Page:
Recognized as one of Hamilton-Niagara's Top Employers (2021):
By Richard Yerema and Kristina Leung, Mediacorp Canada Inc. staff editors (Nov 25, 2020)
Here are some of the reasons why IKEA Canada Limited Partnership was selected as one of Hamilton-Niagara's Top Employers (2021):
- IKEA Canada helps employees save for the future with a matching RSP program and longer serving employees have the opportunity to share in the company's success through a defined profit-sharing plan (after five consecutive years)
- IKEA Canada supports employee development with a variety of in-house and online training programs and encourages continuous development through tuition subsidies for courses related to an employees' position and subsidies for their professional accreditations
- To help balance employee priorities outside of work, IKEA Canada offers paid Wellness Days (varying by employee group), which can be taken for a variety of personal reasons including illness, supporting a family member, participating in a community event, appointments or spending time with a new pet
Recognized as one of Canada's Greenest Employers (2020):
By Richard Yerema and Chantel Watkins, Mediacorp Canada Inc. staff editors (Jun 15, 2020)
Here are some of the reasons why IKEA Canada Limited Partnership was selected as one of Canada's Greenest Employers (2020):
- IKEA Canada manages a unique "Sell-Back" program that's part of the transition to a more circular economy, letting customers return their gently used IKEA products in exchange for store credit, with the company committing to reselling or donating the products to ensure they can continue being used and avoid unnecessary waste -- over 7,600 sell-back requests were made in the first two months after the program's launch
- In addition to supporting sustainability committees at each store location, all employees receive sustainability training (with annual refresher courses) -- the company also conducts internal sustainability reviews at each store location (at least every three years) and manages the IKEA Sustainable Living Challenge to increase employee awareness on how their day-to-day actions impact the environment -- a similar challenge was recently launched on Earth Day to challenge customers across the country to live more sustainably
- IKEA Canada continues to invest in green energy with 14,000 solar electricity panels atop six locations, generating enough electricity to power approximately 200 homes (includes the largest rooftop solar panel network in Ontario) -- impressively, the company's wind farms in Pincher Creek and Drumheller, Alberta can produce four times the energy consumed by IKEA Canada across the country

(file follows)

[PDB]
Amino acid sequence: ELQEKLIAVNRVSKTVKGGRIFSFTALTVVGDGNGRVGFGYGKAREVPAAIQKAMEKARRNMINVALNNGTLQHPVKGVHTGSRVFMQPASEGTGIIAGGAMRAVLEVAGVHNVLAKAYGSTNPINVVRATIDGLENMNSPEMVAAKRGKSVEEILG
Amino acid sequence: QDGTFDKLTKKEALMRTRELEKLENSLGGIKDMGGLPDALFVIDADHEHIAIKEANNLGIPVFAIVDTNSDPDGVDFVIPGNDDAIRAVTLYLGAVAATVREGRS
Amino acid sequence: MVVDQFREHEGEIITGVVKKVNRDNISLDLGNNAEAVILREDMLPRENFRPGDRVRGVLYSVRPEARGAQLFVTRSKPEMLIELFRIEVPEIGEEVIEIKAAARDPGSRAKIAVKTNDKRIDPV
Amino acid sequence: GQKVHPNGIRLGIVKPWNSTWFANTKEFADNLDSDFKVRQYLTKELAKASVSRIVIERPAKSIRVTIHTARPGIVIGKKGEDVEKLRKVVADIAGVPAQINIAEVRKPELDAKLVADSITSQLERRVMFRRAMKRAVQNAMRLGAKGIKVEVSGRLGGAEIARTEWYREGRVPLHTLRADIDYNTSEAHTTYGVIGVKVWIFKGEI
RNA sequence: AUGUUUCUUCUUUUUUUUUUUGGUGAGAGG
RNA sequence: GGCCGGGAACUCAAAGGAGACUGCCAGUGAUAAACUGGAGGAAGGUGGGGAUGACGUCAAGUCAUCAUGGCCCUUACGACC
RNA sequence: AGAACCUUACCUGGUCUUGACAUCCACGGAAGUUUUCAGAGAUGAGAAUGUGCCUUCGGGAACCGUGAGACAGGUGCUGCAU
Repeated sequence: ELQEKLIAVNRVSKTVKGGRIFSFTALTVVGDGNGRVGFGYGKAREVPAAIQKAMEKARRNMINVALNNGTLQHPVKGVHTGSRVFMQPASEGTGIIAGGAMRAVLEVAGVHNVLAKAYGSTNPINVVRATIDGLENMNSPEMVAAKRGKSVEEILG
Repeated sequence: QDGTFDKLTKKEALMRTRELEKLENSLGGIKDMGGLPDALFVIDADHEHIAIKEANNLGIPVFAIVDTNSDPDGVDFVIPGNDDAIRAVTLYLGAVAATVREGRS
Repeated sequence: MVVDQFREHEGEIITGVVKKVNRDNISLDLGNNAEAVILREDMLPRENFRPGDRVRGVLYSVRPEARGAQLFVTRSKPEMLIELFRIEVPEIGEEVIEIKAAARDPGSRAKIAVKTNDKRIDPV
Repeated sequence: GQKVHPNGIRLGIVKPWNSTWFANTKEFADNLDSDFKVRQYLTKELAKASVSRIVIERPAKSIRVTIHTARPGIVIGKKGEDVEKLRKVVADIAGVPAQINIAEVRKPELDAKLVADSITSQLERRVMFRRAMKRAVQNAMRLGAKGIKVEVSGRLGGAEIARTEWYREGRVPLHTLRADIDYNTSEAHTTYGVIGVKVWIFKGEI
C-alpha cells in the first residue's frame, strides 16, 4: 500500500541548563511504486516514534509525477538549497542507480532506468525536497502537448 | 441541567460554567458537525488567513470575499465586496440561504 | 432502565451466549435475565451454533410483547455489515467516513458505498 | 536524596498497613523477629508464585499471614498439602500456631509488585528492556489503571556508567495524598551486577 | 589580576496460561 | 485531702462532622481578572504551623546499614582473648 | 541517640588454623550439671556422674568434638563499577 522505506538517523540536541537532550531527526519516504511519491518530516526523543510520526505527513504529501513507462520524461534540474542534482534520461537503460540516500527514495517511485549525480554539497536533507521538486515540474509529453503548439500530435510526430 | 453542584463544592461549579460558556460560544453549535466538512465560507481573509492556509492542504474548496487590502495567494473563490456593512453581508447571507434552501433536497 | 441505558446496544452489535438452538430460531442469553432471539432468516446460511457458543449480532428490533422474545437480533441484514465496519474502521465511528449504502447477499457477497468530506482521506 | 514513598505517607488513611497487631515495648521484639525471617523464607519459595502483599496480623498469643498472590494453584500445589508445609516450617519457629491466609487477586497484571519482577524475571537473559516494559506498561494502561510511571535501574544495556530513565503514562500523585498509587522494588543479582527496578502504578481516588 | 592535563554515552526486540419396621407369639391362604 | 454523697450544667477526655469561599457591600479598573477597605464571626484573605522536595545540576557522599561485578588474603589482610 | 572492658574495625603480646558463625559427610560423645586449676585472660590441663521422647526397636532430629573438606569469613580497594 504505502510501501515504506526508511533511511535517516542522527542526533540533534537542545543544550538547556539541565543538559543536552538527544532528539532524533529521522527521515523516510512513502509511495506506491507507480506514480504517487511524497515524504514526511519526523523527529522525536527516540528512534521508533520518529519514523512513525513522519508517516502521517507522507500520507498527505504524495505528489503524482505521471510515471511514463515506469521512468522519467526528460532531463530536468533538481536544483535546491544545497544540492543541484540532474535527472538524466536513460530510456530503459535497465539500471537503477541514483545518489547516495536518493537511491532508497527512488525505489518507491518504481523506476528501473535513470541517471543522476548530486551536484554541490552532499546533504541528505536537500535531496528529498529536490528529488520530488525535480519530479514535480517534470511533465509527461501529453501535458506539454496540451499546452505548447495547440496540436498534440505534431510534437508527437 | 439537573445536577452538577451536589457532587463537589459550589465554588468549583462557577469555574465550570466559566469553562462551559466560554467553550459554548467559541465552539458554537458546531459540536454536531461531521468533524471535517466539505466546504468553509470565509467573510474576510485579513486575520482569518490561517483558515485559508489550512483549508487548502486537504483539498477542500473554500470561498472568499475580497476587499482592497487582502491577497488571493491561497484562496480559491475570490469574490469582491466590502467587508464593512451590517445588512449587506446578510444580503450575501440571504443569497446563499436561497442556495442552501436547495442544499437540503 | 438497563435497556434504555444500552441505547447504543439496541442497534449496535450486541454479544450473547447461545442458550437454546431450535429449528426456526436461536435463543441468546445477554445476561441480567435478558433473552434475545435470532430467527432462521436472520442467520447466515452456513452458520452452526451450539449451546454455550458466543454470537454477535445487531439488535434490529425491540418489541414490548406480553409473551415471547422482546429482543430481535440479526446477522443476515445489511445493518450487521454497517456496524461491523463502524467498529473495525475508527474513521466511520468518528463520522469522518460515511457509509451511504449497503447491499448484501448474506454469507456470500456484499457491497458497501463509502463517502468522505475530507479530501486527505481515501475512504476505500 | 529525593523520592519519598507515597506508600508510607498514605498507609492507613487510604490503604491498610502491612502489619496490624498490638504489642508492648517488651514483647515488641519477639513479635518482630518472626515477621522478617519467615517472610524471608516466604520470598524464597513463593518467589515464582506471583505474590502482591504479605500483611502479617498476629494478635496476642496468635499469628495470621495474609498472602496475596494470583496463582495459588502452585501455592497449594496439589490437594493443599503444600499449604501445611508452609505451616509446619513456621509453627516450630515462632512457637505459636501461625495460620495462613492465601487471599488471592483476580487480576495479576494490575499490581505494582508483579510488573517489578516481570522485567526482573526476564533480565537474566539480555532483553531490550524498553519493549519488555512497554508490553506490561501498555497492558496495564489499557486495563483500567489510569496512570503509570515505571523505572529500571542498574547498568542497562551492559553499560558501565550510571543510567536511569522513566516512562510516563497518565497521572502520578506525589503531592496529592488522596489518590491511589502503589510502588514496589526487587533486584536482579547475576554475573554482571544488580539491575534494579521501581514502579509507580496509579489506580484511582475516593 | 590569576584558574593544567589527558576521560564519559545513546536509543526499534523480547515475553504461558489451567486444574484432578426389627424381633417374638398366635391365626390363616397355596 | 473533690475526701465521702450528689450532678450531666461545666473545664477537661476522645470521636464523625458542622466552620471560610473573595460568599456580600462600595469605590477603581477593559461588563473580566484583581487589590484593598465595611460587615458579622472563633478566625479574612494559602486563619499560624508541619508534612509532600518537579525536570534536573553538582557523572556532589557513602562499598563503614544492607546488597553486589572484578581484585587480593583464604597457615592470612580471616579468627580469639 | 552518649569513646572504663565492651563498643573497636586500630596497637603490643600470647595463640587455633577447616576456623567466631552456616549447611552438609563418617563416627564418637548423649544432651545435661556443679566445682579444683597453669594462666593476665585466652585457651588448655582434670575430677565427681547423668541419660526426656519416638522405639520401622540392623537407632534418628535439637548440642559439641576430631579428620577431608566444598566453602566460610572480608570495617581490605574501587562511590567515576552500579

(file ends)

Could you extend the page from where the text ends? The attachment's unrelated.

Local action drives IKEA’s global green strategy
As one of the world’s largest retailers with almost a billion customers, IKEA knows it’s big enough to make a difference in helping achieve global sustainability, says Melissa (Barbosa) Mirowski, country sustainability manager for IKEA Canada, based in Burlington, Ont.
“People don’t just want better value and better products – they also want better businesses,” Mirowski says. “We know the companies and brands that will thrive in the future will be the ones that stand for something. So we’ve decided to go all-in on sustainability as part of our overall corporate strategy.”
Going all-in has meant adopting a global environmental strategy called People + Planet Positive, with ambitious commitments to transform IKEA into a climate-positive and fully circular business by 2030. In her current role, Mirowski is responsible for ensuring that the strategy comes to life in the Canadian market.
That involves “both developing offerings for our customers to extend the life of their products and ensuring significant waste and emissions reductions in our operations,” she says. “In Canada, one initiative I’m particularly proud of is our sell-back program, which allows our customers to apply to sell their gently used IKEA products back to us in exchange for store credit. We then give those products a second life through resale or donation. We’ve received more than 30,000 submissions since the program launched.”
Other initiatives have included reducing food waste from the restaurant kitchens in IKEA stores by the equivalent of roughly 200,000 meals in a little over a year, and a recovery program to rebuild and rewrap products that have been returned, instead of sending them to landfill.
Engaging customers and employees at the store level plays a critical role in ensuring the success of the overall strategy. In Ottawa, that’s part of Julie Damaren’s role as communications responsible.
“We put the global ideas for sustainability into local action,” she says. “A lot of our co-workers were drawn to IKEA because we’re a sustainable company. It’s a value we all share.
“We have many, many community activities. For example, we’re members of Carbon 613, a local sustainable business network, to cut down on emissions, and we work with Second Harvest Food Rescue to reduce food waste and with Cleaning the Capital to help clean up garbage in our community. We also donate textiles and furniture to organizations like EcoEquitable and Helping with Furniture.
“Our people really enjoy getting involved,” she adds. “It’s all part of IKEA’s fun, engaging and super-friendly workplace culture.”